SELECT
    OrderId,
    CASE
      -- handle market rate (could be handled below) e.g. OrderId 4 above
      WHEN Price = '$marketrate' THEN market.rate
      -- handle $marketrate*number
      WHEN LEFT(Price,LENGTH('$marketrate*')) = '$marketrate*' 
        THEN RIGHT(price,LENGTH(Price)-LENGTH('$marketrate*')) * market.rate  
      -- handle static prices
      ELSE Price 
    END as Price  
  FROM 
    rates, 
    -- replace this with the table that has the rate if its in the database; 
    --   just make sure it only return one row or add a join condition
    -- if not in a table (you use a web service call etc) you could use a parameter,
    --   remove this line, and replace market.rate above
    (SELECT 202 as rate) market
  ORDER BY
    Price

You might want to replace some of the LENGTH surrounding static strings, but I was trying to avoid using "magical numbers" and keep it as clear as possible.

Edit:

I tried quickly adding comments to explain how this works, but as I've received feedback of not understanding, I thought I'd expand a bit.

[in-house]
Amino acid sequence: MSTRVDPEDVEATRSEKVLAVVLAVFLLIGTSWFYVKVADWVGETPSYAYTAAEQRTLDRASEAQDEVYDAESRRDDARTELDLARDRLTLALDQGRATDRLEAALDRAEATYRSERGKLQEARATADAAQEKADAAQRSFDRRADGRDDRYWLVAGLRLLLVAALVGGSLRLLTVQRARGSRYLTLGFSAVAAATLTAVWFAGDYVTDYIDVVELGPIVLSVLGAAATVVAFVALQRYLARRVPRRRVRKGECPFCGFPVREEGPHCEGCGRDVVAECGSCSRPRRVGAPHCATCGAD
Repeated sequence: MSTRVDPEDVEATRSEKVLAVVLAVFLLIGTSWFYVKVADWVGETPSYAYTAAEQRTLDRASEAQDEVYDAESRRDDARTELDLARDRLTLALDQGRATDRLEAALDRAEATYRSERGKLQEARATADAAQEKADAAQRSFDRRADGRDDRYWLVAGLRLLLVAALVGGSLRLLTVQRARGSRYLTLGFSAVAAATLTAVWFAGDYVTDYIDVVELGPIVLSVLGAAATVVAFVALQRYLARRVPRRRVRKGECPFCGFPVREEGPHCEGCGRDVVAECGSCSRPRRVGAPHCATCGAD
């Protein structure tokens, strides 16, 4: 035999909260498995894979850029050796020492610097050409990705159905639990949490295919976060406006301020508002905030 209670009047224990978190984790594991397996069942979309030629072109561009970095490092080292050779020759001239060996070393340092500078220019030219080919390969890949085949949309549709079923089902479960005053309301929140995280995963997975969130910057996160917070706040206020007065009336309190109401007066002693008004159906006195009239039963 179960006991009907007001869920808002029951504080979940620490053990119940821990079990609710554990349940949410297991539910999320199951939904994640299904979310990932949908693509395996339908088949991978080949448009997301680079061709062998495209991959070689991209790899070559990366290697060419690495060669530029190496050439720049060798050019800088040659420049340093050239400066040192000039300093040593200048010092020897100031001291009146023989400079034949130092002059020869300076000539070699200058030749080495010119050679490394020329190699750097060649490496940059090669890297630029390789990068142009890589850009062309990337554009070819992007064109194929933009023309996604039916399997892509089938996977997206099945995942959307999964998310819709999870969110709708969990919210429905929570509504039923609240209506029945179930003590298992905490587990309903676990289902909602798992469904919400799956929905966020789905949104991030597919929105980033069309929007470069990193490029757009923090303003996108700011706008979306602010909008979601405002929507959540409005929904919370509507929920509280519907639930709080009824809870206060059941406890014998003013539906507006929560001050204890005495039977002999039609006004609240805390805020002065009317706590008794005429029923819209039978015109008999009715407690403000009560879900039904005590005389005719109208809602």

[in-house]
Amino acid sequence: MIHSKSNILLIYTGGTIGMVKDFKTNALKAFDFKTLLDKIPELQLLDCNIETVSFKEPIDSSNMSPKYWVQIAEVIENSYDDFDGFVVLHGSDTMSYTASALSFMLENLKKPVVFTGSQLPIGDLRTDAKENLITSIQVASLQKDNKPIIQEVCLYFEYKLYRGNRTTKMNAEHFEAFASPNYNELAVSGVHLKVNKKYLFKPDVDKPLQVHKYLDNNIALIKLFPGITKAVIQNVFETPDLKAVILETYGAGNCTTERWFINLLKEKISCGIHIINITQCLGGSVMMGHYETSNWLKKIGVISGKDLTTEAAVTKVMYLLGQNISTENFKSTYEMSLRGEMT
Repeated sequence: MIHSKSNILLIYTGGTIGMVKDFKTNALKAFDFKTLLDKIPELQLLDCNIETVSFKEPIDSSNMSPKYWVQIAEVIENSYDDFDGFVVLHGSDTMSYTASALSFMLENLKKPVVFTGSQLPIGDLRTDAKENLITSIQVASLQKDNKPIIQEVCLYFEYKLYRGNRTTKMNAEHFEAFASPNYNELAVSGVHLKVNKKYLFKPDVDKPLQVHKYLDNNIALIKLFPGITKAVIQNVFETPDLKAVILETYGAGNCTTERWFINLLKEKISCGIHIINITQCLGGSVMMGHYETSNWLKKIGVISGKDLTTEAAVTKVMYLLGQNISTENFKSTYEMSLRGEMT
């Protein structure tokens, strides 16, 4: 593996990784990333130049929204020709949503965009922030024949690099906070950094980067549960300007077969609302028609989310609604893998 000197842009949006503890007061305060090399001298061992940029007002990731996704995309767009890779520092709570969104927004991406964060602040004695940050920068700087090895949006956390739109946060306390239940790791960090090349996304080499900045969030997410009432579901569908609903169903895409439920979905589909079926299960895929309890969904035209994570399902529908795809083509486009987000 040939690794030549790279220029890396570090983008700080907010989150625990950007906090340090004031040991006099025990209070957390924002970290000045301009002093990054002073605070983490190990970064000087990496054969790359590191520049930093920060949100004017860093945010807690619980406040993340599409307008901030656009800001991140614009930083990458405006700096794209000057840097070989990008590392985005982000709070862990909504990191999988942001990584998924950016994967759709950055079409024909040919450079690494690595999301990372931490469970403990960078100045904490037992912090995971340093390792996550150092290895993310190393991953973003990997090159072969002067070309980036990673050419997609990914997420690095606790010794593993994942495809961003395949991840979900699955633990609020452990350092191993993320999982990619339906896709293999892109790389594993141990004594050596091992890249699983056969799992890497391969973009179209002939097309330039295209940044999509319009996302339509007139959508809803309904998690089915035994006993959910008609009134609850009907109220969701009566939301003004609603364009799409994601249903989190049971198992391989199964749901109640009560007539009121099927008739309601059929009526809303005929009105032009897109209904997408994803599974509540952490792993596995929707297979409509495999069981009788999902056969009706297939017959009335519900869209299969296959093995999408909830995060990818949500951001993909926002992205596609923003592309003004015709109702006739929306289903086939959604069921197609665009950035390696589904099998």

Case Statement Explanation

Basically the CASE statement takes whatever is in the price field and tries to convert it to a numeric price (you can of think of the WHEN as an IF).

WHEN Price = '$marketrate' THEN market.rate

says if the price is listed as market rate (e.g. OrderId 4) then just return the marketrate.

WHEN LEFT(Price,LENGTH('$marketrate')) = '$marketrate'

says if the price starts with market rate $marketrate

THEN RIGHT(price,LENGTH(Price)-LENGTH('$marketrate*')) * market.rate

then take everything to the right of $marketrate* and multiple it by the market rate.

Let's look at this using the example of Order Id 5 above: $marketrate*1.02 This works by taking the length of price (16) and subtracting the length of $marketrate* (12) to get 4. It then takes the right four characters (1.02) and multiplies it by the market rate